A Civil War soldier’s letter to his wife

I am going to make you cry.  To mark the 150th Anniversary of the Battle of Bull Run, a.k.a. The Battle of Manassas, the Washington Post wrote a story about and reprinted the letter written by Maj. Sullivan Ballou to his wife a week before he was killed in that battle.  It shows a man highly devoted to his different and sometimes conflicting vocations as husband, father, soldier, citizen, and Christian:

July the 14th, 1861

Washington D.C.

My very dear Sarah:

The indications are very strong that we shall move in a few days—perhaps tomorrow. Lest I should not be able to write you again, I feel impelled to write lines that may fall under your eye when I shall be no more.

Our movement may be one of a few days duration and full of pleasure—and it may be one of severe conflict and death to me. Not my will, but thine O God, be done. If it is necessary that I should fall on the battlefield for my country, I am ready. I have no misgivings about, or lack of confidence in, the cause in which I am engaged, and my courage does not halt or falter. I know how strongly American Civilization now leans upon the triumph of the Government, and how great a debt we owe to those who went before us through the blood and suffering of the Revolution. And I am willing—perfectly willing—to lay down all my joys in this life, to help maintain this Government, and to pay that debt.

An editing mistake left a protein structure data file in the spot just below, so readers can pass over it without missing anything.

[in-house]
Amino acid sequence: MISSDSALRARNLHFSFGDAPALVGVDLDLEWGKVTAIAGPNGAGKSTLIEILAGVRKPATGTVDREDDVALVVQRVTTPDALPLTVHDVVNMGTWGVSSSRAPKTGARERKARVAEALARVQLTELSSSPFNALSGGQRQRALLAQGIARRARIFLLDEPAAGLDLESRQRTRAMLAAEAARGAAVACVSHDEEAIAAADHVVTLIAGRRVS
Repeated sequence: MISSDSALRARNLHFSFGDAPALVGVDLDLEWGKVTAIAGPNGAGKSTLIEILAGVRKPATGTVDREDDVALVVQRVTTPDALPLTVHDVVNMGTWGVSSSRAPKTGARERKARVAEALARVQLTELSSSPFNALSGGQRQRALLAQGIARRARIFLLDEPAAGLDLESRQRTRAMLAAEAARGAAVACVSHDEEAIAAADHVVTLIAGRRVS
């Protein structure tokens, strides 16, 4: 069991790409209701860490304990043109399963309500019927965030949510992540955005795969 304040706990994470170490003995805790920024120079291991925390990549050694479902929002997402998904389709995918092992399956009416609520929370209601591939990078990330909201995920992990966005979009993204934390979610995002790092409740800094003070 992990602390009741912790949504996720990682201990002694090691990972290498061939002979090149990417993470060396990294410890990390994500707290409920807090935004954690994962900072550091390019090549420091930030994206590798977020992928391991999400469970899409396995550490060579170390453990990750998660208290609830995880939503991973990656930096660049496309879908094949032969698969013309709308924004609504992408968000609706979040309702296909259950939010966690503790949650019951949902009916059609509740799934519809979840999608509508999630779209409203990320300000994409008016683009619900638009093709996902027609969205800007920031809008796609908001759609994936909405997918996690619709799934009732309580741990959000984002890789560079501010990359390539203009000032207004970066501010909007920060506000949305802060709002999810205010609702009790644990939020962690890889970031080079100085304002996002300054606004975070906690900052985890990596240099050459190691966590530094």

But, my dear wife, when I know that with my own joys I lay down nearly all of yours, and replace them in this life with cares and sorrows—when, after having eaten for long years the bitter fruit of orphanage myself, I must offer it as their only sustenance to my dear little children—is it weak or dishonorable, while the banner of my purpose floats calmly and proudly in the breeze, that my unbounded love for you, my darling wife and children, should struggle in fierce, though useless, contest with my love of country.
Sarah, my love for you is deathless, it seems to bind me to you with mighty cables that nothing but Omnipotence could break; and yet my love of Country comes over me like a strong wind and bears me irresistibly on with all these chains to the battlefield.